"Basically our focus is to lock down the quarterback," said inside linebacker Matt Ah You. "We've had coaches tell us that [Locker] is one of the best athletes they have ever faced. He's big and he's talented. He's 6'3", 220 pounds, and runs like lightening, so basically the entire Husky offense revolves around him. If you can shut him down you shut down their offense."
The Huskies do have other offensive weapons that are capable. However, Ah You is right; the success of the Husky offense revolves around the play of quarterback Jake Locker. During the Oregon game, Locker was 12-of-28 passing for only 103 yards. The longest pass of the game was a 16-yard strike downfield. The Washington passing game is what the Cougars, and future teams that face the Huskies, will force the Huskies to beat them with.
In 2007 Locker ran the ball 172 times from the quarterback position for 986 yards and 13 touchdowns and averaged 82.2 yards per game. He was the team's second leading rusher behind Louis Rankin, who rushed 233 times for 1,352 yards during his senior season.
"This week is going to be very important that everybody does their assignment and their assignment only," said Ah You. "If someone tries to do two assignments at the same time rather than focus on their job, that's when things start to get messed up. If everybody does their job we'll be fine. If not, then it will be a long game."
During his freshman season, Locker completed 155 of his 328 passes and averaged 171.8 yards per game. He threw 14 touchdowns and 15 interceptions. The Husky offense is a similar scheme to what the Cougars just faced with Northern Iowa's offense.
"Our defensive scheme plays perfectly with this type of offense," said Ah You. "We have the opportunity for the two outside linebacker to help contain the outside, and the two inside linebackers to defend the [running back] dive. The 3-4-4 defense is perfectly designed for a team with this type of offense, which is similar to what we saw against UNI this past weekend."
Washington head coach Tyrone Willingham and offensive coordinator Tim Lappano want to use the leadership and talents of Locker as much as possible. The ride option, where Locker has the decision to either hand the ball off to the running back or keep it himself depending on what the defensive end does, is a staple feature within the Huskies' offense.
"They like to run their offense out of the option ride," said Ah You. "It's basically what we saw last week, but they execute it at a higher level. You have fast guys that are bigger that can execute their offense at a higher pace."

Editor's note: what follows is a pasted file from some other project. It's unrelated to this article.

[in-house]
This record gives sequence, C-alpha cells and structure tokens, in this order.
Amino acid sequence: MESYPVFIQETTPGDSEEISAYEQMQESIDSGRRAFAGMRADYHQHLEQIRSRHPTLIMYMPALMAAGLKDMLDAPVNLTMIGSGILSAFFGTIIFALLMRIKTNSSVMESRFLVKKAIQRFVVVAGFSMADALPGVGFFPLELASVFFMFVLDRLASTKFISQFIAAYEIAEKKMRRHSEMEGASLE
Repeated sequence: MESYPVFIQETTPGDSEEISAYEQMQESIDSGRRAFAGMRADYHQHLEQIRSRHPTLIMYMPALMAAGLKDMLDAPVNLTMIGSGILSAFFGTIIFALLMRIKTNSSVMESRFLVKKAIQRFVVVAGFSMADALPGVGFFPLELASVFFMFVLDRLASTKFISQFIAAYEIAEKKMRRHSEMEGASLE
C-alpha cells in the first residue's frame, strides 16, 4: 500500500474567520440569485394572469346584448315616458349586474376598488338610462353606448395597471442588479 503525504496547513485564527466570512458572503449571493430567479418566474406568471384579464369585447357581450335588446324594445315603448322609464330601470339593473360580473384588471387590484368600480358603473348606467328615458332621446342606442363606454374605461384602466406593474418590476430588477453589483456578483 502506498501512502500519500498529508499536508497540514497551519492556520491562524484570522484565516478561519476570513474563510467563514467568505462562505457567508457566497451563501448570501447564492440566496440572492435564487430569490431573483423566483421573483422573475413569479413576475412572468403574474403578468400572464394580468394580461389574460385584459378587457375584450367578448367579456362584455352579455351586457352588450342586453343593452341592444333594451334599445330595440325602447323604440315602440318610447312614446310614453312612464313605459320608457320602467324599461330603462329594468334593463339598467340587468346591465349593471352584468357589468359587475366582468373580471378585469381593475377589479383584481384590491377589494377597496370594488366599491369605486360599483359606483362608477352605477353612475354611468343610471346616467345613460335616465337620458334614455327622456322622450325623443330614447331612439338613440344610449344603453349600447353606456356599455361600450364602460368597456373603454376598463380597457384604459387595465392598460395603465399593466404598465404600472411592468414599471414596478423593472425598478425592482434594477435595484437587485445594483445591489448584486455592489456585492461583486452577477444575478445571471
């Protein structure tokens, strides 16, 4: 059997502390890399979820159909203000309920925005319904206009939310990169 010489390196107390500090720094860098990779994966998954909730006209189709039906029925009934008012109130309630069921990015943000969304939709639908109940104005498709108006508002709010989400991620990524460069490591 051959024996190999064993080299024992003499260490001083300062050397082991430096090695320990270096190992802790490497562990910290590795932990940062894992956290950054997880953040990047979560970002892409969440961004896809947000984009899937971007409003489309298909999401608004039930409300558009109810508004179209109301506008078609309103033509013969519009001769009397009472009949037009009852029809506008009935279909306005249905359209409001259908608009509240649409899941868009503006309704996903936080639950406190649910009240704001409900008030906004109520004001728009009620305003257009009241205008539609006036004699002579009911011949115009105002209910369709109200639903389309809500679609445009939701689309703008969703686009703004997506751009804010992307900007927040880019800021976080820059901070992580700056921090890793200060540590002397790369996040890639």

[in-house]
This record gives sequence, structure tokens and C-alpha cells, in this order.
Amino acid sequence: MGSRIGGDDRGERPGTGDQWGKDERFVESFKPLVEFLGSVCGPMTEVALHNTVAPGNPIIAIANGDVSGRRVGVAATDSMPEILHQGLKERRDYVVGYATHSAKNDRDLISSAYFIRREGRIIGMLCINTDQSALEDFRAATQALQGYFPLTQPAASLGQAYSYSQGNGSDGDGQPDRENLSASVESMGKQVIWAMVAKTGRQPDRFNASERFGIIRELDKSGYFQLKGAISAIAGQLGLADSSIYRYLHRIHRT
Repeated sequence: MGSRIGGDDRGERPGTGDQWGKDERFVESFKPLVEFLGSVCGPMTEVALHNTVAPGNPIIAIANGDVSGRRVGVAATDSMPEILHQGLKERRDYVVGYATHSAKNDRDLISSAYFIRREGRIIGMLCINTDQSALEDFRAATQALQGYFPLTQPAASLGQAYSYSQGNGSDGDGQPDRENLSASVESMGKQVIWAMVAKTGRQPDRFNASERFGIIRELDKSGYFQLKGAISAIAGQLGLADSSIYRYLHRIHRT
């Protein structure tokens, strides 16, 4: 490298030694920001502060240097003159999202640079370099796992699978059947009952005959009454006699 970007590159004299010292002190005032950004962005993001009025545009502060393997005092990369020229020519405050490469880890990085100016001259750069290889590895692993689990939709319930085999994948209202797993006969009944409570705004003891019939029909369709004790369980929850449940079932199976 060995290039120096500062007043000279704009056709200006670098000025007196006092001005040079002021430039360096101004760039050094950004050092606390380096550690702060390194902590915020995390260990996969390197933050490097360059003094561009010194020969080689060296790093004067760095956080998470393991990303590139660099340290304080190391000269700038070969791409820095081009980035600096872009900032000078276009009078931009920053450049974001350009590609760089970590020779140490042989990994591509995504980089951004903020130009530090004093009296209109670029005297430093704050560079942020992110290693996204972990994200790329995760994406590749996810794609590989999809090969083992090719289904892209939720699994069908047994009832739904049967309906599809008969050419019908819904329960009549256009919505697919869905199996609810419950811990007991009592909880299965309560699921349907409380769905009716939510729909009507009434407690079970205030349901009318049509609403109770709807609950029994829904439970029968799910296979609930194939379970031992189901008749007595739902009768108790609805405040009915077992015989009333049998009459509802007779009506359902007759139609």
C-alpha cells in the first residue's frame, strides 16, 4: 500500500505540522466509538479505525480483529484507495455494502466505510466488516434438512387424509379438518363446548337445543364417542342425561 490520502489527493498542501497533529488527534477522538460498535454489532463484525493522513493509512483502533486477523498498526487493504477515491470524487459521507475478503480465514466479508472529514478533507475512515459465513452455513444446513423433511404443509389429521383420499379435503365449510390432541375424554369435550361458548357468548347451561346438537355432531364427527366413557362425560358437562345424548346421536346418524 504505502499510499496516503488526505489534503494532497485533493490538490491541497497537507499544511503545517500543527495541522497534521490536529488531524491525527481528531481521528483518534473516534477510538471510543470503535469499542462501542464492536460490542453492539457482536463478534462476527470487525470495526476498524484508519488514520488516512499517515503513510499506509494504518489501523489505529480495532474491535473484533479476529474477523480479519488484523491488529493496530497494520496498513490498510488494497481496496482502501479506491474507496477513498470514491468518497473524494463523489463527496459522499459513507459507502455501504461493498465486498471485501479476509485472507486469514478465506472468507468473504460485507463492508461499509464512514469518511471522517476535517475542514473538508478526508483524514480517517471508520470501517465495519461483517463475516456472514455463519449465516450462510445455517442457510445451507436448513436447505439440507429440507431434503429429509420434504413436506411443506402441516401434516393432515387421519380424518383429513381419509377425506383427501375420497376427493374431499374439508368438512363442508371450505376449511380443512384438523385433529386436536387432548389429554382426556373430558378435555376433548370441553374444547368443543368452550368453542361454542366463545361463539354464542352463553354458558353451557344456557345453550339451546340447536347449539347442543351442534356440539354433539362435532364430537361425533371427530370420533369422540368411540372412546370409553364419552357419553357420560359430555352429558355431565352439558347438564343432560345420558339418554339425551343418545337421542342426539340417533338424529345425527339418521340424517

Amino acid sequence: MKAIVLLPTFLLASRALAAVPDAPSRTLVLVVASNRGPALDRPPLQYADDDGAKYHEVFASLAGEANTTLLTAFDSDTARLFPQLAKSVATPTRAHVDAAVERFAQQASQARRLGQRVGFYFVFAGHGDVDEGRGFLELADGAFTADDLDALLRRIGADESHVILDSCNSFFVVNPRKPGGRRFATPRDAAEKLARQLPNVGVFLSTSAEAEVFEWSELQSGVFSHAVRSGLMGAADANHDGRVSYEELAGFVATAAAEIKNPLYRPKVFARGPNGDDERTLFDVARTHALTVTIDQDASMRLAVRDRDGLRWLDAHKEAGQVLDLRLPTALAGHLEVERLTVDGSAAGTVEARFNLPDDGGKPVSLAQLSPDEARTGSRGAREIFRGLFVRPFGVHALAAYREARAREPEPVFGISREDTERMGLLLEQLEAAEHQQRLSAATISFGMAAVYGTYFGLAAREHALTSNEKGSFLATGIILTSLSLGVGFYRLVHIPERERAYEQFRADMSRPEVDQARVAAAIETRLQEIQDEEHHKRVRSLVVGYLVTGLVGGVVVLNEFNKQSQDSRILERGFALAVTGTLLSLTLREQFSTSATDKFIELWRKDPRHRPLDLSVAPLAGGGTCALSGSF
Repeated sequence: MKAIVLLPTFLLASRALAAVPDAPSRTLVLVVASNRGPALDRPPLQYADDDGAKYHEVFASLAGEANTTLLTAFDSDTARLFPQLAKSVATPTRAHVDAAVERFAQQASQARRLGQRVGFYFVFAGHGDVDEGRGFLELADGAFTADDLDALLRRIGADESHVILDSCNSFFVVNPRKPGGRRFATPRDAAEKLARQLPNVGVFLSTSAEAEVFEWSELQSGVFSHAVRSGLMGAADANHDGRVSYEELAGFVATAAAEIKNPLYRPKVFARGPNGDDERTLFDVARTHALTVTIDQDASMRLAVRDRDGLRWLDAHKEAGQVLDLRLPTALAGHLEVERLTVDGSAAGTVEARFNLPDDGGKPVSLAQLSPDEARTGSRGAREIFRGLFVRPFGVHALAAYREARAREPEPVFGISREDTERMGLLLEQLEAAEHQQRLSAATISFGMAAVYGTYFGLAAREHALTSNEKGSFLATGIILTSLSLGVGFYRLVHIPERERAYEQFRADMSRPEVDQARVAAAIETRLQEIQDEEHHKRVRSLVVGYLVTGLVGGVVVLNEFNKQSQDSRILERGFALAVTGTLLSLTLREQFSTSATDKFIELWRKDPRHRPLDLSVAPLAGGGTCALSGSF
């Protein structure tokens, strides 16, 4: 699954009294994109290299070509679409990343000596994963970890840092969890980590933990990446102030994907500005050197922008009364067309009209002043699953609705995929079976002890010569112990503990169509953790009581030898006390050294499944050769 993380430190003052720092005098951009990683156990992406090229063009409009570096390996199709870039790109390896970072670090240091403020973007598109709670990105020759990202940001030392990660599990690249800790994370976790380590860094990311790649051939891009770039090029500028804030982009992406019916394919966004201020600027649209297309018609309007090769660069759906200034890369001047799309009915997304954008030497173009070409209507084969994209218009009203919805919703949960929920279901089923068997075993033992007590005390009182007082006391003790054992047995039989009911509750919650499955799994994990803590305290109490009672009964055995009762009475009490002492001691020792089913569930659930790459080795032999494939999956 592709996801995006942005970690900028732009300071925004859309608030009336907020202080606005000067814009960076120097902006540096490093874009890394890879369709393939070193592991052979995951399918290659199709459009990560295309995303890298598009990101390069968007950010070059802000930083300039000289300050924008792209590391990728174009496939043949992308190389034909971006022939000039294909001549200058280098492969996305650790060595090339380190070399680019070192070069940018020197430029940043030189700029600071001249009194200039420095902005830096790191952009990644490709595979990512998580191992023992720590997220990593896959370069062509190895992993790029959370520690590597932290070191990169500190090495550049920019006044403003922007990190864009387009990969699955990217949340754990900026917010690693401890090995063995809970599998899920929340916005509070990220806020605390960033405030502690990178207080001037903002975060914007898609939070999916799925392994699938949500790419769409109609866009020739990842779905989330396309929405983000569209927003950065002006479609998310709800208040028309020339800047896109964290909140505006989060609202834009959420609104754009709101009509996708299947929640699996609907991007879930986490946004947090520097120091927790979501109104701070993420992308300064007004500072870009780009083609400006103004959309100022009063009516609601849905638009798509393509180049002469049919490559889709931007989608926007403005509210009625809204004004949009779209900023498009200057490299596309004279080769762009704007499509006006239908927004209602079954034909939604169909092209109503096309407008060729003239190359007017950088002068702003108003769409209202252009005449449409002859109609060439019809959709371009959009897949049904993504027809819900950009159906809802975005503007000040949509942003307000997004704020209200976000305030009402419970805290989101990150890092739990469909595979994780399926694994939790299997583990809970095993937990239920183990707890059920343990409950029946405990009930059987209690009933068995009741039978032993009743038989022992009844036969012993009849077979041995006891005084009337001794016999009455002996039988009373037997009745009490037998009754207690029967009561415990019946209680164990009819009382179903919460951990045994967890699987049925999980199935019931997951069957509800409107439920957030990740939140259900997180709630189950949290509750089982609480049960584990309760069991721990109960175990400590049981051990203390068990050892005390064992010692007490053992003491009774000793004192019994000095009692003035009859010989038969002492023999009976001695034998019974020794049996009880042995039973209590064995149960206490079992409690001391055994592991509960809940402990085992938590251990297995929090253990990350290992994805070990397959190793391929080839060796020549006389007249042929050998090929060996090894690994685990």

The Cougars have to play disciplined and be patient. Locker is going to have some success simply because it's going to be virtually impossible for defenders to completely contain a mobile quarterback with his abilities. Playing their assignments while not allowing the legs of Locker to catch them out of position is going to be key for the Cougar defenders.
"He's an athlete and is going to get his yards," Ah You said regarding Locker. "We just have to contain what he does. If we can limit him, then we can limit the offense, which is built around his abilities.
So'oto Chimes In
BYU outside linebacker Vic So'oto gives his thoughts on Jake Locker and the Huskies' offense in this audio interview.
Surrounding Locker at the skill positions are young and inexperienced players. The Husky offense utilizes three true freshman wide receivers in 5-foot-8-inch, 161-pound Jordan Polk, 6-foot, 195-pound Devin Aguilar and 6-foot-1-inch, 180-pound Jermaine Kearse. All three played against Oregon last week, and of the Huskies' young guns, Kearse lead with two receptions for 17 yards. Aguilar had one reception for 10 yards and Polk had one reception for seven yards.
The best passing results came at the tight end position with 6-foot-5-inch, 255-pound Kavario Middleton, who is also a true freshman.
Middleton led all receivers during the Oregon game with eight catches for 67 yards. However, preliminary reports indicate that Middleton may not suit up for the next contest with the Cougars due to injury.
At the running back spot, the Huskies have a talented call carrier. However, much like the receiving corps, 5-foot-11-inch, 200-pound starting running back Chris Polk is also a true freshman and is looking to gain more experience with every game. Polk ran 14 times for 19 yards, averaging 1.4 yards per carry in his debut again the Ducks, but those stats are not indicative of what his potential truly is as a ball carrier.
"I would characterize their running back as having both speed and finesse," said Ah You. "He had around 2,500 yards as a senior running back in high school, so we know he can run the ball. We have to contain him as well as make sure we contain their quarterback who can also run."
The Huskies like to utilize their running backs out of the option ride formation, but they also mix up the formations and personnel depending on what they want to try and accomplish. They will use split backs, a single back, or an I-formation?
"They do all of it," said Ah You. "All of it. They like to line up their quarterback in a shotgun formation and run the ride option. It's just like what we saw last weekend with UNI. We have to contain and do our job. As long as we do that we'll be fine."
Outside linebacker Coleby Clawson gives his insight into the Huskies' offense and what the Cougars can expect with their next opponent.